Of all new car sales in Australia, less than 3% have a manual transmission, and the majority of those are mainly commercial and utility vehicles. That’s stark, isn’t it?
Popular nameplates, especially those in the passenger segments are slowly rationalising their line-up and no longer including manual cars as entry-level bargain options.
It’s a simple equation for manufacturers: if people aren’t buying them, why make them? Kind of like what happened to Allen’s Fantales – RIP.
I’m not judging those who don’t have their manual licence, because I originally got mine in an automatic car.
I mean, unless you were 16 and had old-school or car-loving parents, it’s unlikely you'd find yourself learning to drive a stick shift as a learner driver. But I am judging people who haven't given it a go yet.
But now, I think about my boyfriend (yes, I will out him publicly). At the sight of a manual gear stick he gets a panicked expression on his face, which baffles me. He will seek thrills by plunging himself downhill on a mountain bike but doesn't pursue the opportunity to learn a manual.
Similarly, I have friends who willingly throw themselves out of planes (with a parachute, of course – not as some defiant act against Jetstar) and bungee jump off bridges.
If you crave thrill that desperately then maybe you should start by stalling on a busy highway. Boy, that will give you a rush.
Adrenaline aside, there's a profound sense of satisfaction in your first successful drive. Embracing the thrill of mastering a new skill, you form a bond with your car that's akin to the strange connection Jake Sully shares with his horse in Avatar through that ponytail link.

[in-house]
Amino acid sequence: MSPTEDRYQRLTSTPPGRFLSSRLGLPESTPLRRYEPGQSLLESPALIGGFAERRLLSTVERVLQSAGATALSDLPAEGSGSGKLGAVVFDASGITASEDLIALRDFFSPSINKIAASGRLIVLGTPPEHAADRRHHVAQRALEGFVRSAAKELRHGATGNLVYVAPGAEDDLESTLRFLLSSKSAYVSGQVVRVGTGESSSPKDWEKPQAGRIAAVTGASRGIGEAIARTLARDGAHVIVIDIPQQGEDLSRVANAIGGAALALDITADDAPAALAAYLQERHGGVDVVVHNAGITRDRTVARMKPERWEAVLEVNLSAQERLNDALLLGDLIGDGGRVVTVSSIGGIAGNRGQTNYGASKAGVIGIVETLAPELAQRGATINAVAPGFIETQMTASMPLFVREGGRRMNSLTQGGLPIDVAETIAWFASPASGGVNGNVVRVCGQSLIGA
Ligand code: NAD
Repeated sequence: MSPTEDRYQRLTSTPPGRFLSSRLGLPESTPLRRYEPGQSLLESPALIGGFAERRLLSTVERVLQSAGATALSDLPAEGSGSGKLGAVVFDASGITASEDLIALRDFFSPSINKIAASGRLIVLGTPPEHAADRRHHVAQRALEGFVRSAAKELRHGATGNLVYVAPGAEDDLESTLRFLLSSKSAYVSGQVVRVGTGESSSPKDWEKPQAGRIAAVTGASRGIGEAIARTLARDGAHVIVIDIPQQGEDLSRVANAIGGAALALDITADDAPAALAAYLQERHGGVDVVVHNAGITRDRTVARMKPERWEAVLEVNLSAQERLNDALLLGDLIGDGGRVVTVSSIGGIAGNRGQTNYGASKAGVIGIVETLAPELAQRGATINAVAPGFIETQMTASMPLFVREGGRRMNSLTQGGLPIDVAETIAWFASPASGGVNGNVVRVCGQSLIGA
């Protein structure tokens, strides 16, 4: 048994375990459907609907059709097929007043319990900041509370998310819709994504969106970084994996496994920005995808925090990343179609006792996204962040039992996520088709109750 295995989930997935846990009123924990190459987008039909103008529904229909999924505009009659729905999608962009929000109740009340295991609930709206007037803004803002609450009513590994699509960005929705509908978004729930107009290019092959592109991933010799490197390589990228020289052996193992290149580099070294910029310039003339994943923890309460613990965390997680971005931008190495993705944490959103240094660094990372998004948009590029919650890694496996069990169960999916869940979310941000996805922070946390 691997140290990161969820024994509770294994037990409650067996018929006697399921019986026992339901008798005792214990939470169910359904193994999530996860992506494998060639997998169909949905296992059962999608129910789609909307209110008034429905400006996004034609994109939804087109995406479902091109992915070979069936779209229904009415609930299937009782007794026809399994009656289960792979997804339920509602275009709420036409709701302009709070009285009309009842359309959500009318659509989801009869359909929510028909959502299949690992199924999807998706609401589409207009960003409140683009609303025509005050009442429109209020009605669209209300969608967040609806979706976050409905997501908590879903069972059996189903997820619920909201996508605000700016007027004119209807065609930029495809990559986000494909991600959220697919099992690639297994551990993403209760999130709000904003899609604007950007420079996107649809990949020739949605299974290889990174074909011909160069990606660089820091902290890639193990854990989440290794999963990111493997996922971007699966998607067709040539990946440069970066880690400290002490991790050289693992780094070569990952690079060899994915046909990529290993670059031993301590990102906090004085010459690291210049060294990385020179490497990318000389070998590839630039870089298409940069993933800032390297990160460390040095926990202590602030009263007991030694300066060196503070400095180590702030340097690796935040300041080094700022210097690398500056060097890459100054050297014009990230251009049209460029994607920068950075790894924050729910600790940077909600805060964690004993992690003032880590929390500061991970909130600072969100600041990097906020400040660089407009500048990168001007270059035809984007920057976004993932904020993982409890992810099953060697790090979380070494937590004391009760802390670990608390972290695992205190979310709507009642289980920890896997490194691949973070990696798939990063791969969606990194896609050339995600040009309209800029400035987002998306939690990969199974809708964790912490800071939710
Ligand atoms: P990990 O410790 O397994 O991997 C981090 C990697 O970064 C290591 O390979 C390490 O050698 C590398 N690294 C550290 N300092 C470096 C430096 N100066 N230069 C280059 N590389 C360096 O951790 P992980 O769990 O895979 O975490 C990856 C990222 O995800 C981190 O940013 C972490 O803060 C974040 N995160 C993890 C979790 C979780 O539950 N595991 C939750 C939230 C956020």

It's an intimate relationship that's as exhilarating as it is uncomfortable.
Other than pure enjoyment there are a heap of benefits to driving a manual car.
Firstly it demands focus, reducing your chances of distractions on the road. Secondly, it needs the ability to multi-task make quick decisions – both traits that will benefit you throughout life.
One study even found that shifting your own gears might make you more good-looking (though, to be clear, this last "study" was conducted solely by a panel of my own eyes).
Now that you have some clear and compelling reasons to try driving manual cars, it's time to find one.
You can borrow one from a friend, hire one through a ride-sharing service (but check their policy on first-time drivers, because clutch replacements are expensive) or if you're in the position to, why not buy yourself a manual car? Let's bump up those manual sales stats to 4% this year, shall we?
With the resurgence of hot hatches and sedans, there's now a great chance to be getting yourself into something fun! And luckily for you, we’ve compiled a list of every manual car you can buy in 2023.
I fear that if you don't seize the opportunity soon, between government CO2 targets and the not-so-slow uptake of electric powertrains, you may just miss the boat.
A decade from now, when you're driving down your street and see every driveway with a car plugged into a charger, wouldn't you want to look back and know you grabbed life by the shift knob?
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